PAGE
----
Robinson: Can you talk at all about the addition of Fight Camps online?

Dravinski: This is something we'll talk about more in depth in the coming weeks, but the advent of Fight Camps is this really cool concept that online you can create these clans or guilds, and you'll be able to fight with your buddies online, you'll be able to fight other camps online, and there are leaderboards associated with that as well. I think this is really going to help expand the community even further. How cool would it be to actually fight against Greg Jackson's camp online? I think there are going to be a lot of really cool things that come out of the Fight Camps system.

Robinson: What do you think the expectations are now for "UFC Undisputed 2010" after finding so much success with the original?

Dravinski: No pressure, right? [laughs] I'm sure expectations are high, but we put a lot of pressure on ourselves. All we could do is do the best that we can do internally. The game will be what it will be, and the public will perceive it how they'll perceive it. That was our motto last year. We can only get it onto the shelf, and after that, it's up to the public. But you know what? We listen to our fans, we listen to the community, and I think you can see that by a lot of the improvements that we've done. It's not secret, we read every board, we read everything, and while you try to take comments with a grain of salt, a lot of it you do take personally because the anonymity of the Internet allows people to say things, but they don't really know what went into certain decisions.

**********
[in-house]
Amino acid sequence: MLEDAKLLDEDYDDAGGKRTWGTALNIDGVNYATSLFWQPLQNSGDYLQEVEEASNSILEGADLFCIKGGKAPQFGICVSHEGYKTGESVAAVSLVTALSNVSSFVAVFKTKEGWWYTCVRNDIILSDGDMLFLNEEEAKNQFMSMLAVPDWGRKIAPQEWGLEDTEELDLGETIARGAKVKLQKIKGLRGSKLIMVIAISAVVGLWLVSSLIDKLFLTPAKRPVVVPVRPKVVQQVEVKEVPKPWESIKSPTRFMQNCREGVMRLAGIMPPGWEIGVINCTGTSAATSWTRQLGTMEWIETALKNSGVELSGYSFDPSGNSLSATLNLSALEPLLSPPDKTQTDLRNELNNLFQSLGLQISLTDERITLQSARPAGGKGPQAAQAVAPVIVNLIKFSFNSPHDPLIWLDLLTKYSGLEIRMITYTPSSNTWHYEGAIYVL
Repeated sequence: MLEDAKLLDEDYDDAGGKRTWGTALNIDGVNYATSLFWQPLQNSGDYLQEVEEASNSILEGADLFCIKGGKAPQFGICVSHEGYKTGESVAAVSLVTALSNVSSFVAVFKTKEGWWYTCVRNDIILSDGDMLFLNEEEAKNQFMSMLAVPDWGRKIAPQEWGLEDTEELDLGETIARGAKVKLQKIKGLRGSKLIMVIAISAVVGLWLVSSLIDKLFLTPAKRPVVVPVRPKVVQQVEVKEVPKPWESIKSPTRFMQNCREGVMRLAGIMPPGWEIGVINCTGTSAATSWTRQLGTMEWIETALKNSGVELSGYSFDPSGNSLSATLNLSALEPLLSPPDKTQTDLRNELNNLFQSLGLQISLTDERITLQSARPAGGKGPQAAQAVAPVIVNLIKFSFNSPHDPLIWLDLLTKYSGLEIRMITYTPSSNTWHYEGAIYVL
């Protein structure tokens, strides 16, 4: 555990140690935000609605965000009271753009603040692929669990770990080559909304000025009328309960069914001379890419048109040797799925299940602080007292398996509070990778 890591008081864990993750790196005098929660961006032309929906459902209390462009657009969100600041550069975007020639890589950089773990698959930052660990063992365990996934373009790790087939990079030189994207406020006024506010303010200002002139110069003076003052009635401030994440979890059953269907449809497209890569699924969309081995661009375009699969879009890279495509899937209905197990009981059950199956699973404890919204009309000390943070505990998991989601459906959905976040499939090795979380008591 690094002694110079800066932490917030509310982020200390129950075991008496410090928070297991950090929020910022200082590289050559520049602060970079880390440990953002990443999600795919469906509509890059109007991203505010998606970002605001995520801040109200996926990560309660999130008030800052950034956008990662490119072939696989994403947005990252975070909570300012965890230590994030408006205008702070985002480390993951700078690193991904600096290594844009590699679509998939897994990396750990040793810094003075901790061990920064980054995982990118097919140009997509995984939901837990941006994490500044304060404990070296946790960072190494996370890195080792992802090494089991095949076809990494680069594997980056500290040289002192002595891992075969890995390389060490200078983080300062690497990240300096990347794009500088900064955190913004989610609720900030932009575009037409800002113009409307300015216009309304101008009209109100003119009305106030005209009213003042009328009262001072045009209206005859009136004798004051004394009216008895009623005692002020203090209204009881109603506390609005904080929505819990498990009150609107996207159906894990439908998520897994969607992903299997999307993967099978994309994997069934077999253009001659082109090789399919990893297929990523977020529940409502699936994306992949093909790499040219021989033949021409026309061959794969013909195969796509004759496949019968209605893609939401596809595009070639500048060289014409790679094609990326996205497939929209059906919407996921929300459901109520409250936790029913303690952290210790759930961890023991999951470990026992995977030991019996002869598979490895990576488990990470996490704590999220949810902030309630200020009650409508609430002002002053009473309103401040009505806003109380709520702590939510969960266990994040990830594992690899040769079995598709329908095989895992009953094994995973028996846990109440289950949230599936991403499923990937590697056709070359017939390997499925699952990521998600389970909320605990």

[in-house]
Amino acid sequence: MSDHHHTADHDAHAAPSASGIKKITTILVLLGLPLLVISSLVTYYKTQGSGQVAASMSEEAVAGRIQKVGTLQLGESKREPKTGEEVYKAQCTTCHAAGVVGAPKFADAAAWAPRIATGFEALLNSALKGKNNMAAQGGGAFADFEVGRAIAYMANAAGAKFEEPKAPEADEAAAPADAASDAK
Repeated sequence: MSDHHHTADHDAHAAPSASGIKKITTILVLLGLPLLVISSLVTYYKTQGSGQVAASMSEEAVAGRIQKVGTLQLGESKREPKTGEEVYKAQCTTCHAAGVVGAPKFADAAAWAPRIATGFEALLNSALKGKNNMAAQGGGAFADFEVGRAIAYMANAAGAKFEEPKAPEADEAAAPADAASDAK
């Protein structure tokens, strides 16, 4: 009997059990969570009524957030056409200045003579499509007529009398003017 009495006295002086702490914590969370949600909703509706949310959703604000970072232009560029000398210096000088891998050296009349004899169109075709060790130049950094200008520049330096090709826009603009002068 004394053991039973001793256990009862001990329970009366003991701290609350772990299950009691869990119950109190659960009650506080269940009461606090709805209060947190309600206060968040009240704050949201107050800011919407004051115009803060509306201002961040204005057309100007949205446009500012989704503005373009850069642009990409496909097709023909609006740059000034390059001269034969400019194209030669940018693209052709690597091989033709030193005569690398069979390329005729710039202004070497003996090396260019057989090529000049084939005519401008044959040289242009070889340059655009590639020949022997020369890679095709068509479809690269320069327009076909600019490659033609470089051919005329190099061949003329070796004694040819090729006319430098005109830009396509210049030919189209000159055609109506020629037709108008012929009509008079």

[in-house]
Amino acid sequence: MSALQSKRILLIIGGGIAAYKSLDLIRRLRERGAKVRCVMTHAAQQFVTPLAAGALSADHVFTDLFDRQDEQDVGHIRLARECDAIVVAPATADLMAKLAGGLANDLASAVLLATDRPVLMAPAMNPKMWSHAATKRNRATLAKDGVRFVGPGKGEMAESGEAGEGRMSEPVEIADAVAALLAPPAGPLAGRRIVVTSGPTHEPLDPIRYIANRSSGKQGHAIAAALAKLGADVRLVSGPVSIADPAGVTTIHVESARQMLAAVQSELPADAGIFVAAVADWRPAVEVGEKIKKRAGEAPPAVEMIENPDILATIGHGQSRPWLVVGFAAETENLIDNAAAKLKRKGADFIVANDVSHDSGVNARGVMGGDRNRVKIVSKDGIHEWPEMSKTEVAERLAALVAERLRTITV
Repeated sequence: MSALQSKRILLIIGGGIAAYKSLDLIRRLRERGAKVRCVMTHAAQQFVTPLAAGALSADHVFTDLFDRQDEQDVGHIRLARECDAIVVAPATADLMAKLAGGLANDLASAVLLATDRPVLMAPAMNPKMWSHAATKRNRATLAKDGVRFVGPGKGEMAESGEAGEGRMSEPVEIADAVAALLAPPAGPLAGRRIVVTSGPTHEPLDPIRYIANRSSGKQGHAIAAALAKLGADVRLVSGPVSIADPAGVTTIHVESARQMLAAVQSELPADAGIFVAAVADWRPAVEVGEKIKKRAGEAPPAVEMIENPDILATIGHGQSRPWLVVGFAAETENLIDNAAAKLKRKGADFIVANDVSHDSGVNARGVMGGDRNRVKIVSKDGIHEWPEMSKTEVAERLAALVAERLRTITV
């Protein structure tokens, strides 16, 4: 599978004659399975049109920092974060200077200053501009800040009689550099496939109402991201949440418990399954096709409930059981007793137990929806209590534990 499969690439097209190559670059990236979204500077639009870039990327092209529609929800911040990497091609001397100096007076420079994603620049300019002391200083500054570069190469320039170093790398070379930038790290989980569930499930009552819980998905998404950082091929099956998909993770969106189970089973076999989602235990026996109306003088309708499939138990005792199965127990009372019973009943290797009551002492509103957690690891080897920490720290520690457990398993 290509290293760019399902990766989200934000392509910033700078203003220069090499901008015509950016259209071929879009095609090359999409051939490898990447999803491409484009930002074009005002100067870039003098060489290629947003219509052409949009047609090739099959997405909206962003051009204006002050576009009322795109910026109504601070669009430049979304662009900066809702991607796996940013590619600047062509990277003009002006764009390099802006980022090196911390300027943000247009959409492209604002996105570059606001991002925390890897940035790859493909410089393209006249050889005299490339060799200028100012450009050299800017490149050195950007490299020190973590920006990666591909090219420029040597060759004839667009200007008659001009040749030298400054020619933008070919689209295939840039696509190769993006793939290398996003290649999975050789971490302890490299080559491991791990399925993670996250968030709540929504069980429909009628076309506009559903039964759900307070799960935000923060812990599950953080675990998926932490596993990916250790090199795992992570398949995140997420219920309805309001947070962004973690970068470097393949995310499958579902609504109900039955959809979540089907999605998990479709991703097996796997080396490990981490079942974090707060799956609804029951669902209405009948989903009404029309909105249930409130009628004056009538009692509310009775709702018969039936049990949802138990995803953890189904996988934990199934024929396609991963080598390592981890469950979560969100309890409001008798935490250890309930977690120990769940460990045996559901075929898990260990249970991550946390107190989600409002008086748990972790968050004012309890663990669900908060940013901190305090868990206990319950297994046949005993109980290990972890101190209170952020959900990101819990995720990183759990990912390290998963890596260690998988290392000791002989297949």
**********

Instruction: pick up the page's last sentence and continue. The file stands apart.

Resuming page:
Again, there are a lot of people out there who support us, and we want to make the best experience we can.

Robinson: What was your biggest complaint about the first game that you wanted to address with the sequel?

Dravinski: There are a lot of things that just didn't get in the game because we didn't have time or it would affect too many other aspects. I still think "2009" was a good game. It's hard to bash your child. Certainly, I think the addition of sways and southpaws to stand-up are huge. That's stuff that was actually in the game last year, but it wasn't quite working right and was breaking a lot of things, and from a production perspective, sometimes you need to make those tough calls of what makes it in the final product. But you know what, we've had another year to develop it and tune it, and I think the game is better for it. It's a much more improved system, and I think it's important to note that we didn't just sit back and bask in our success. It would've been really easy to do that, and I would've had a lot less gray hairs than I currently do, but we're so competitive, and we love this game and love what we're doing so much that we're out to make the best game possible.

Jon Robinson is ESPN.com's video game analyst.